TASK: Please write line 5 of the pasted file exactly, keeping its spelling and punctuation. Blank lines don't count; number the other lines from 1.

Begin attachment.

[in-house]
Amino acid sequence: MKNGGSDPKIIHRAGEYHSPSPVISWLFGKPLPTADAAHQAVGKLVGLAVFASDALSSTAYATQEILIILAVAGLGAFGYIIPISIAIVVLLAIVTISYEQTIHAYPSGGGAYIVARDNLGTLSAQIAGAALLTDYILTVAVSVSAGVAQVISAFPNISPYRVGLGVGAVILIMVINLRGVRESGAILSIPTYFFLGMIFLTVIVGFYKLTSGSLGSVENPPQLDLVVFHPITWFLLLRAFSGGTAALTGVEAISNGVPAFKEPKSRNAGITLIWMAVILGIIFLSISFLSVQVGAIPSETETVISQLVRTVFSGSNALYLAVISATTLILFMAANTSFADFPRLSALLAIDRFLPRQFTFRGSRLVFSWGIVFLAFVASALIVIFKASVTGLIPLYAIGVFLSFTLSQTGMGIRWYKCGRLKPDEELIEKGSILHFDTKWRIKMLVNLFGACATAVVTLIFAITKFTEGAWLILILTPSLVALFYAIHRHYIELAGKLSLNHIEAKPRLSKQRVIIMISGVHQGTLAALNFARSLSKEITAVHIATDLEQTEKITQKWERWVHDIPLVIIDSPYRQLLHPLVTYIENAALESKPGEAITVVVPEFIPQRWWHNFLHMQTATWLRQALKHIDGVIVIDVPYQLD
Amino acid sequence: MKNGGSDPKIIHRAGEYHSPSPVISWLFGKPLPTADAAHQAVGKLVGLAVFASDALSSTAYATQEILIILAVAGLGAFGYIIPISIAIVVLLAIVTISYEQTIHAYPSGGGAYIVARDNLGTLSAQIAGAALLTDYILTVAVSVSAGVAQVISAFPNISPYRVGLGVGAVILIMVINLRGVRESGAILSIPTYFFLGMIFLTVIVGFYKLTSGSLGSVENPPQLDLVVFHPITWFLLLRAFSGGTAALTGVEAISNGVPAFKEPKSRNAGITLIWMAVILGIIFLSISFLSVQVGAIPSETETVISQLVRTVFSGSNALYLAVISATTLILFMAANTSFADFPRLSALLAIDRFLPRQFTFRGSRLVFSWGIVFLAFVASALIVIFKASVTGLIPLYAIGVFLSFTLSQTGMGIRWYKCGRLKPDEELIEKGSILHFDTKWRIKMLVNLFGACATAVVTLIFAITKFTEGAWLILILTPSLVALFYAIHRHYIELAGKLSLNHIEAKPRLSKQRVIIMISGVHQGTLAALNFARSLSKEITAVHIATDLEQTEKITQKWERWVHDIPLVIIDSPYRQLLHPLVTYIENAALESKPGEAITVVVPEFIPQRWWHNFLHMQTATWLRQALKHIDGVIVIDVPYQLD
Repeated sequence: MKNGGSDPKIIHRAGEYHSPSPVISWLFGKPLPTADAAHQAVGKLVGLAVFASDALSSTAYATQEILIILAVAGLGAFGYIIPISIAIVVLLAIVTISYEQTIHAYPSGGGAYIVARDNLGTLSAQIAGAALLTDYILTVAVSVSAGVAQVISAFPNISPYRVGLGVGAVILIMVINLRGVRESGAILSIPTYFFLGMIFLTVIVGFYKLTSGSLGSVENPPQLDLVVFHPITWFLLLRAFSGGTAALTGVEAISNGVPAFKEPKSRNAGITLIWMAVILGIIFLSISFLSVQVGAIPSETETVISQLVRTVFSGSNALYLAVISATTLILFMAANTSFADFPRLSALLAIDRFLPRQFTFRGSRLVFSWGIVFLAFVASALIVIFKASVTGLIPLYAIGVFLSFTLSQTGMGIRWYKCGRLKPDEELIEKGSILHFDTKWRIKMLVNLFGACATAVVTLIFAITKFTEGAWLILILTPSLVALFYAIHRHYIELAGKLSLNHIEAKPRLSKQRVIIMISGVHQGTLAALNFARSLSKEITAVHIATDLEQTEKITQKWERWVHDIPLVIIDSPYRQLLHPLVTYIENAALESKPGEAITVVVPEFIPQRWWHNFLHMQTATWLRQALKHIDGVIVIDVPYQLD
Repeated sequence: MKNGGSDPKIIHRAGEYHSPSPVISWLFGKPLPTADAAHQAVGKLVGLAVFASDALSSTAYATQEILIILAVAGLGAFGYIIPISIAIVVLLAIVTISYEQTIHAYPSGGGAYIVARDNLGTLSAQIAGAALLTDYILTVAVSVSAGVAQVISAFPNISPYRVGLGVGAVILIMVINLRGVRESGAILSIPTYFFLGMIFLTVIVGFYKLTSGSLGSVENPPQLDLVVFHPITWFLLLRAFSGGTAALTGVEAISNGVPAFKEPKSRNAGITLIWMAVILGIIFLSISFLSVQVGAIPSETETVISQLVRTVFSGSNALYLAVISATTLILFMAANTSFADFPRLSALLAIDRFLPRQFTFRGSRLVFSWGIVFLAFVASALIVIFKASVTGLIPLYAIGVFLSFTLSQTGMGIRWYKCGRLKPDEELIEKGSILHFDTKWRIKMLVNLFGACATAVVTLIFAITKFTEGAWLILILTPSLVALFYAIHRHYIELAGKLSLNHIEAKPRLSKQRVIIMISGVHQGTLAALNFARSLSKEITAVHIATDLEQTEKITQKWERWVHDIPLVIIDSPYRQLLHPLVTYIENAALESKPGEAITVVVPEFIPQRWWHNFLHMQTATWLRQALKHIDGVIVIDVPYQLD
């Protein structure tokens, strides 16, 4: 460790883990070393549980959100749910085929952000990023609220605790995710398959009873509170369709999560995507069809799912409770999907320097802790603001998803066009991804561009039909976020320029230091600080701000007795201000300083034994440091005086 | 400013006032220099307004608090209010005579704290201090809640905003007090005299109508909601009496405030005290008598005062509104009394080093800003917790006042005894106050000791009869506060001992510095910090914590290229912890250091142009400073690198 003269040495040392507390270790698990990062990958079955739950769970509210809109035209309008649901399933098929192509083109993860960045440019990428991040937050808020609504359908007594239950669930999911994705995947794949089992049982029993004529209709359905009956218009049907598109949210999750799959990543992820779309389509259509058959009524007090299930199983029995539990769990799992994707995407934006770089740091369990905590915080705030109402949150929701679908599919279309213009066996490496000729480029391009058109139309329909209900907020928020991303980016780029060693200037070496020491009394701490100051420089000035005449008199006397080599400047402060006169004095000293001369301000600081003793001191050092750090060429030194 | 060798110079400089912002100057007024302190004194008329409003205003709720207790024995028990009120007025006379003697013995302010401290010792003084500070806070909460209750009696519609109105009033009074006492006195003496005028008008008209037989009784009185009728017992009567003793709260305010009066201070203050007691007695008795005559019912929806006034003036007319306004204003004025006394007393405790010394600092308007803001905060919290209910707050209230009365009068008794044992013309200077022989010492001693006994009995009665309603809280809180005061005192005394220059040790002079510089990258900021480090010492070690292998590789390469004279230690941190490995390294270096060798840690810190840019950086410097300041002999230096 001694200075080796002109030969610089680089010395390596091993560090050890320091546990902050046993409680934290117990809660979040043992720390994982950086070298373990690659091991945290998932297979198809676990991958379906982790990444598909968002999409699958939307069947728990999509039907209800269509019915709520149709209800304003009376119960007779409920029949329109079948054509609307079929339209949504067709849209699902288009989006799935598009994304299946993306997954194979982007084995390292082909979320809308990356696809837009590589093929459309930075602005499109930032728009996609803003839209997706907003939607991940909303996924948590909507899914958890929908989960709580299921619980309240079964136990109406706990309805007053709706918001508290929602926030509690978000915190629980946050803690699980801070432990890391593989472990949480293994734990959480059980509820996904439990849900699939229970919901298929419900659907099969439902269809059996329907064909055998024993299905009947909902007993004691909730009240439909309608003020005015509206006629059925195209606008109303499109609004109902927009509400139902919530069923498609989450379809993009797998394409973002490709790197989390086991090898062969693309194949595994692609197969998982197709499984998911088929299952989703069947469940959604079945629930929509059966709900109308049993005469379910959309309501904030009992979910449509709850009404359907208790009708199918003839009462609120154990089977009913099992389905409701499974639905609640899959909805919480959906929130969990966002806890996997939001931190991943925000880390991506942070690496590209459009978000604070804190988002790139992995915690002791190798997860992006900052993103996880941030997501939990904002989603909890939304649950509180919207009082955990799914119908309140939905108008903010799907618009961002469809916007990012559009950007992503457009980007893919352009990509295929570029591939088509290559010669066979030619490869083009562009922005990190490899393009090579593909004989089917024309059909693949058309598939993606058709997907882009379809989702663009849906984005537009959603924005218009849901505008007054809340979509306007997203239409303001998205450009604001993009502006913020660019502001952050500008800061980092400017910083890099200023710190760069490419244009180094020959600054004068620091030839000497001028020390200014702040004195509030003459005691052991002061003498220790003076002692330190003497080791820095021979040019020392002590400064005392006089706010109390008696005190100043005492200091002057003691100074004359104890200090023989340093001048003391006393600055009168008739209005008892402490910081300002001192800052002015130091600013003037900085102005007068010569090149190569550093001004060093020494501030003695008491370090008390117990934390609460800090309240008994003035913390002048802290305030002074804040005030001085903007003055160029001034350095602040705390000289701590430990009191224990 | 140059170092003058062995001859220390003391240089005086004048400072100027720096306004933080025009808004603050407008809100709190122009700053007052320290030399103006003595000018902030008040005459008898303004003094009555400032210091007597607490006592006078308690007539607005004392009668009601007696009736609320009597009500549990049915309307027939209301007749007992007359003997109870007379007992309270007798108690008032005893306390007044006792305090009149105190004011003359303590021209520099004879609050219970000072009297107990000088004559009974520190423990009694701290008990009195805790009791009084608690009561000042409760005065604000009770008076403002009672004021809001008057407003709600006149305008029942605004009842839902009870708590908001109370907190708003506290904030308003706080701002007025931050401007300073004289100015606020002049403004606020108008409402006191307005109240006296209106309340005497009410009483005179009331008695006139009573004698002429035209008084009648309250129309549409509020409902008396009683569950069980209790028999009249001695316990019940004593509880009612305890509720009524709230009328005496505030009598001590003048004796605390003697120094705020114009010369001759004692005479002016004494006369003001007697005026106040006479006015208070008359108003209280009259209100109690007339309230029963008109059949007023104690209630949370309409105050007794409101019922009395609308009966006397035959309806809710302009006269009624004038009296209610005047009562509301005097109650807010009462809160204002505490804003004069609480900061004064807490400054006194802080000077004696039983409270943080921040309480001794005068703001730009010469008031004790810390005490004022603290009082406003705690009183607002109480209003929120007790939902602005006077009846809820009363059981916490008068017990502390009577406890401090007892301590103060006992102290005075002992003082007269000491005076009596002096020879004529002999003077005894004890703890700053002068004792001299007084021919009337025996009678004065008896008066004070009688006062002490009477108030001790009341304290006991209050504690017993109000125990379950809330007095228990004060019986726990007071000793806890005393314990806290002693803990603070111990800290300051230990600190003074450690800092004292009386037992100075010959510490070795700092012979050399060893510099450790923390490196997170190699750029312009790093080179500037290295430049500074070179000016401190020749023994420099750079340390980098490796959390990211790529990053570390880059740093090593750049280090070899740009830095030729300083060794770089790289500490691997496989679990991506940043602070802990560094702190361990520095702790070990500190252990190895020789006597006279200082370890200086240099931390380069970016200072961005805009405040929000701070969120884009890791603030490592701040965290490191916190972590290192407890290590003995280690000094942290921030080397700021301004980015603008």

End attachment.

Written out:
Repeated sequence: MKNGGSDPKIIHRAGEYHSPSPVISWLFGKPLPTADAAHQAVGKLVGLAVFASDALSSTAYATQEILIILAVAGLGAFGYIIPISIAIVVLLAIVTISYEQTIHAYPSGGGAYIVARDNLGTLSAQIAGAALLTDYILTVAVSVSAGVAQVISAFPNISPYRVGLGVGAVILIMVINLRGVRESGAILSIPTYFFLGMIFLTVIVGFYKLTSGSLGSVENPPQLDLVVFHPITWFLLLRAFSGGTAALTGVEAISNGVPAFKEPKSRNAGITLIWMAVILGIIFLSISFLSVQVGAIPSETETVISQLVRTVFSGSNALYLAVISATTLILFMAANTSFADFPRLSALLAIDRFLPRQFTFRGSRLVFSWGIVFLAFVASALIVIFKASVTGLIPLYAIGVFLSFTLSQTGMGIRWYKCGRLKPDEELIEKGSILHFDTKWRIKMLVNLFGACATAVVTLIFAITKFTEGAWLILILTPSLVALFYAIHRHYIELAGKLSLNHIEAKPRLSKQRVIIMISGVHQGTLAALNFARSLSKEITAVHIATDLEQTEKITQKWERWVHDIPLVIIDSPYRQLLHPLVTYIENAALESKPGEAITVVVPEFIPQRWWHNFLHMQTATWLRQALKHIDGVIVIDVPYQLD